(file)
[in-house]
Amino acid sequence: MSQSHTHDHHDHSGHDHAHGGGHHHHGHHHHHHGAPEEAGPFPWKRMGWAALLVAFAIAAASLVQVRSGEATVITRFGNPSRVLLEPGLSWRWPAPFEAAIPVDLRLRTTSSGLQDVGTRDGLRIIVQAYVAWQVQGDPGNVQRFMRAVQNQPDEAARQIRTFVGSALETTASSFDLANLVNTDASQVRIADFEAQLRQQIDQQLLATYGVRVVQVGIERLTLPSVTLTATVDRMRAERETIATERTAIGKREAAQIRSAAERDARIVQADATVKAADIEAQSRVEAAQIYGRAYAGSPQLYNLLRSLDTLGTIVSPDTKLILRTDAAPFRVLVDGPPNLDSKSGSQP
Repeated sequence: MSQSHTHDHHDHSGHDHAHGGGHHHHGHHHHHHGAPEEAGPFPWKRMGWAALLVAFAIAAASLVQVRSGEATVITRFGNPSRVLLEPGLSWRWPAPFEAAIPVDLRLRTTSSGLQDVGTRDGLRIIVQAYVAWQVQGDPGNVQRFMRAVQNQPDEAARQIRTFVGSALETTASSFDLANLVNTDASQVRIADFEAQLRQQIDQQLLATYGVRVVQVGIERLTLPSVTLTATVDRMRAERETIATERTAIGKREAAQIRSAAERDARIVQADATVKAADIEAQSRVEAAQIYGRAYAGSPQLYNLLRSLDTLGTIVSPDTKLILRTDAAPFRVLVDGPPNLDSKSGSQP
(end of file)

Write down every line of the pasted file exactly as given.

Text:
[in-house]
Amino acid sequence: MSQSHTHDHHDHSGHDHAHGGGHHHHGHHHHHHGAPEEAGPFPWKRMGWAALLVAFAIAAASLVQVRSGEATVITRFGNPSRVLLEPGLSWRWPAPFEAAIPVDLRLRTTSSGLQDVGTRDGLRIIVQAYVAWQVQGDPGNVQRFMRAVQNQPDEAARQIRTFVGSALETTASSFDLANLVNTDASQVRIADFEAQLRQQIDQQLLATYGVRVVQVGIERLTLPSVTLTATVDRMRAERETIATERTAIGKREAAQIRSAAERDARIVQADATVKAADIEAQSRVEAAQIYGRAYAGSPQLYNLLRSLDTLGTIVSPDTKLILRTDAAPFRVLVDGPPNLDSKSGSQP
Repeated sequence: MSQSHTHDHHDHSGHDHAHGGGHHHHGHHHHHHGAPEEAGPFPWKRMGWAALLVAFAIAAASLVQVRSGEATVITRFGNPSRVLLEPGLSWRWPAPFEAAIPVDLRLRTTSSGLQDVGTRDGLRIIVQAYVAWQVQGDPGNVQRFMRAVQNQPDEAARQIRTFVGSALETTASSFDLANLVNTDASQVRIADFEAQLRQQIDQQLLATYGVRVVQVGIERLTLPSVTLTATVDRMRAERETIATERTAIGKREAAQIRSAAERDARIVQADATVKAADIEAQSRVEAAQIYGRAYAGSPQLYNLLRSLDTLGTIVSPDTKLILRTDAAPFRVLVDGPPNLDSKSGSQP